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Dr. Landon Looks Back

Way back in 1999, Joyce Landon saw an ad in the New York Times. Westport needed a new superintendent of schools.

She and her husband Elliott loved Westport. When he was superintendent in Ridgefield — a decade earlier — they spent a lot of time here, shopping and riding bikes to the beach. She encouraged him to apply.

He was reluctant. He was happy as superintendent of Long Island’s diverse Long Beach district. Nearly 60, Dr. Landon figured Westport wanted a “crackerjack young curriculum guy.”

His wife persisted. Landon was hired. “Everyone thought I’d be a short-timer,” he recalls.

He certainly was not. He’s been superintendent here for 17 years — nearly 3 times the national average — but the final chapter of his education career is about to close.

Dr. Elliott Landon has a few weeks left, before cleaning out his office.

As Landon prepares to retire — his final day is June 30 — he looks back on his long and remarkable tenure in town.

“I feel like I arrived yesterday,” he says in his Town Hall office. “I’ve had fun. Even with the controversies, I’ve enjoyed it all.”

Landon cites “great Board of Education and community support, and great faculty and administrators. Even during the economic crisis, we held our own. The district did not cut programs. In fact, we’ve expanded them.”

He ticks off his — and the town’s — accomplishments. At Staples, graduation requirements increased from 21 to 25; world language is now a 2-year requirement, with Italian and Mandarin added to the offerings; Science Research, robotics and freshman World Cultures were introduced; music grew; senior internships, the guidance department’s Resilience Project and the Hwa Chong partnership began; John Dodig added “the social and emotional piece,” and guidance, nursing and psychological services were expanded.

Staples High School students Liam Abourezk, BK Browne and Jack Sila showed superintendent of schools Dr. Elliott Landon how they used QR codes on their smartphones, as part of a school project combining art, writing and history.

The middle schools added Mandarin and STEM programs, while introducing a  teaming approach. Elementary schools now have literacy and (soon) science coaches.

District-wide, there’s Singapore math, a relationship with Teachers College, and the vision for 2025.

Landon arrived at the start of a major building program. Coleytown Middle School was being modernized; Greens Farms Elementary was reconfigured from the Arts Center, and Bedford Middle School was built on a former Nike missile site.

Meanwhile, the old Bedford Middle was gutted and turned into Saugatuck El. With leadership from Steve Halstead and Dan Kail, Staples was transformed from a dark, cramped and moldy old school into a modern, airy new one.

More recently, Kings Highway Elementary is now fully air-conditioned, while Coleytown El’s gym and cafeteria added a/c too.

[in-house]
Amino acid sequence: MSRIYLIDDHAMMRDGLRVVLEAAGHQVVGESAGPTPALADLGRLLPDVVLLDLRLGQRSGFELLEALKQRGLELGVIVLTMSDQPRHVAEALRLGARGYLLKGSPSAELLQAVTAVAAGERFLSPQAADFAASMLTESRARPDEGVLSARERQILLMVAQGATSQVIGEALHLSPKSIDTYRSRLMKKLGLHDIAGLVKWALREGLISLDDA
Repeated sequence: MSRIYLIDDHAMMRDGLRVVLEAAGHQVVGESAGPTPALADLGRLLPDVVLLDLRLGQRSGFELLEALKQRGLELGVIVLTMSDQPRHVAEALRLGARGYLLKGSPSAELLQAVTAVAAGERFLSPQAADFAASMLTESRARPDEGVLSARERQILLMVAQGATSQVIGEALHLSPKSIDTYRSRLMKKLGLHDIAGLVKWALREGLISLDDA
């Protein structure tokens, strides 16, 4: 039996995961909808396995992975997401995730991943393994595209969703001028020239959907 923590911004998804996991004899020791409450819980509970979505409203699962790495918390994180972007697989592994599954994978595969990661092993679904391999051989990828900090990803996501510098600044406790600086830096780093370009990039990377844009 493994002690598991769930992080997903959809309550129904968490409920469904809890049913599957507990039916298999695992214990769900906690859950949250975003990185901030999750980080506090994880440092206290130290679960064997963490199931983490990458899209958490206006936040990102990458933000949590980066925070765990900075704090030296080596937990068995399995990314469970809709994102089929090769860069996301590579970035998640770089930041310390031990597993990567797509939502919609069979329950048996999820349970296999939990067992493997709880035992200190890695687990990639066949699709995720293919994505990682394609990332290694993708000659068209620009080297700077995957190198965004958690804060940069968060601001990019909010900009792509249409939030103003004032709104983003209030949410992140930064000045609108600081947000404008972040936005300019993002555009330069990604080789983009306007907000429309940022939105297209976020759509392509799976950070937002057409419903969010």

Dr. Elliott Landon helped oversee the transformation of the old Bedford Middle School into Saugatuck Elementary.

Yet Landon is proudest of the staff he’s helped assemble. “In all those years, we never put limits on hiring,” he says. “We always went for the best people we could find. We picked up people at the top of their game. No one ever stopped us from hiring the best, no matter what the cost.”

He calls the unions — teachers, administrators, paraprofessionals and others — “good to work with. I have no complaints. We might be on different sides of issues, but all of us always wanted the best people, and the best for the kids.”

Landon adds, “The RTM would scream, but it was never personal. And no matter what they said, the Board of Finance always came through in the end.” The result is a staff and school system envied throughout the state.

The retiring superintendent also mentions some of the Board of Ed members he’s worked with: Halstead, Sandra Urist, Gene Cedarbaum, Cheryl Bliss, Linda Merk-Gould, Caryn Gagliano, Don O’Day, Jim Marpe and Michael McGovern, among many others.

“We’ve had issues, of course,” he says. “But overall, they’ve been very, very good.”

Then-Board of Education member Jim Marpe, Staples principal John Dodig and Westport schools superintendent Dr. Elliott Landon observed a student protest at Town Hall.

Landon did not get everything he asked for. The expansion of Staples High and redistricting of elementary schools are two examples.

But overall, he says, Westport has been “a fantastic experience. Despite the challenges, the support was always there.”

Among Landon’s personal highlights: Four years ago, he addressed the Staples graduating class that entered kindergarten the same year he arrived. “I saw an entire generation go from K to 12. Knowing I was in some small measure responsible for that was very fulfilling.”

A couple of years ago, Staples baseball coach Jack McFarland invited Landon to throw out the first pitch on opening day. Without any warmup, he delivered “the most perfect pitch ever thrown,” he recalls.

Not long ago, Landon was certified as a mediator by Quinnipiac Law School. In retirement, he plans to help administrators and teachers settle differences before arbitration.

It’s not a new path. In 1973 — as a young teacher — Landon’s photo appeared on page one of the New York Times, with Albert Shanker. They’d just helped Port Washington negotiate the first 5-year teachers’ contract in the country.

Dr. Elliott Landon

He and Joyce — the woman who convinced him to apply for the superintendency he’s now leaving — do not plan to leave Westport.

They love the town, their home, their neighbors, the beach and library. “I may have time now to join the Y’s Men,” Landon says.

Finally, what advice would he give his successor, Colleen Palmer?

“That’s easy. I’d say, ‘You’ve got great people. Encourage them. Support them. Take their advice. And learn from them.'”


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